By: S. Kafka, Et Al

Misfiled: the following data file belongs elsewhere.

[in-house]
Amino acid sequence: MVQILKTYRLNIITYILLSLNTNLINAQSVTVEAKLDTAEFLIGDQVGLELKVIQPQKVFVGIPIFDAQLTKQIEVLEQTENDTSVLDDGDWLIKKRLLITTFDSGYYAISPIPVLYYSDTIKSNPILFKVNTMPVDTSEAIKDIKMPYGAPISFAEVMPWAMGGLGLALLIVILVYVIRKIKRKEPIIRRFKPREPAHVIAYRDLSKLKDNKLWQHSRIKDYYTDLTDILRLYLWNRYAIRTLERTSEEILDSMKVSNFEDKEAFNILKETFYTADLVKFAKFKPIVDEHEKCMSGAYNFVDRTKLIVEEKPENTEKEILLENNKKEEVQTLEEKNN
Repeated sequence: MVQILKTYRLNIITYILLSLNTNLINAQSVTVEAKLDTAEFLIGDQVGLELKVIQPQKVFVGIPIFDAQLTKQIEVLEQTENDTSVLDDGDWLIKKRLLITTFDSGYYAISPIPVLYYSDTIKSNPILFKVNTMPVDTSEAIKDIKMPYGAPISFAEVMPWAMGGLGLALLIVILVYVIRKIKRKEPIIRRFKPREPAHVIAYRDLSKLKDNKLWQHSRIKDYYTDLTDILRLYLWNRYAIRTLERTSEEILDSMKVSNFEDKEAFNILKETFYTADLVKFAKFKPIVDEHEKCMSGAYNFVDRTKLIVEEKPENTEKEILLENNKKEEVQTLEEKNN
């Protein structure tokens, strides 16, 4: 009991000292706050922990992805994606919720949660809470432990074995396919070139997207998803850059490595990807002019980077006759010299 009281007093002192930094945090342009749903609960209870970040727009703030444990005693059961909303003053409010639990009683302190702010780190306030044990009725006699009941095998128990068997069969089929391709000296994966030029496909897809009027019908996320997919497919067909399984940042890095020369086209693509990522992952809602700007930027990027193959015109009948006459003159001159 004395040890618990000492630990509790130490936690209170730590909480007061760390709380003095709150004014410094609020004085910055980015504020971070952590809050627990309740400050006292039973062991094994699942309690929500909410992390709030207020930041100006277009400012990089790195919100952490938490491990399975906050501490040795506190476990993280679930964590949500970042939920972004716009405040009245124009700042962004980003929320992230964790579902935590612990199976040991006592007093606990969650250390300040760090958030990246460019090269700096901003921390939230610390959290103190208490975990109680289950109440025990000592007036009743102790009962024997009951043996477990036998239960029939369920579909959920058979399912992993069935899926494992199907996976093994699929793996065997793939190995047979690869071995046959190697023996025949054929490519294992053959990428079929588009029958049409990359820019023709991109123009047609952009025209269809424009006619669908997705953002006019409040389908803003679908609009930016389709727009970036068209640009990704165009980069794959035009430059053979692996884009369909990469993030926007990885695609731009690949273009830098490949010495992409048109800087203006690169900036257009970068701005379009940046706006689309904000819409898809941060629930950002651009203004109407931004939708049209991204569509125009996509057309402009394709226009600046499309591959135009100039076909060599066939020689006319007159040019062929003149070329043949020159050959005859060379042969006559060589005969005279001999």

High self-esteem is related to a host of benefits, including positive moods, resilience, and initiative. Outdoor-based therapeutic experiences for at-risk youth are widely recognized as a means by which to raise their self-esteem levels. Increased self-esteem, however, may also be associated with several negative outcomes. For example, some research indicates that increased self-esteem may be associated with increased bias and prejudice against other groups, physical and verbal aggression, and engagement in a range of risky behaviors including drug and alcohol use. There is evidence to suggest that these negative outcomes can be prevented through the pursuit of increased self-esteem in a way that does not stress self-esteem as an end goal, but is focused on skill development and positive relationships with others. Existing research has shown outdoor interventions positively affect self-esteem. Developmental sail-training programs are one type of outdoor intervention specifically based on teamwork among program participants. Self-esteem increases resulting from participation in sail-training programs can persist months after program completion. The current paper summarizes three studies investigating the effects of a ten-day developmental sail-training voyage in New Zealand on self-esteem in adolescents and associated negative outcomes. The primary purpose of the set of studies was to establish whether or not self-esteem could be raised and sustained in adolescents, without associated negative outcomes... (Read More).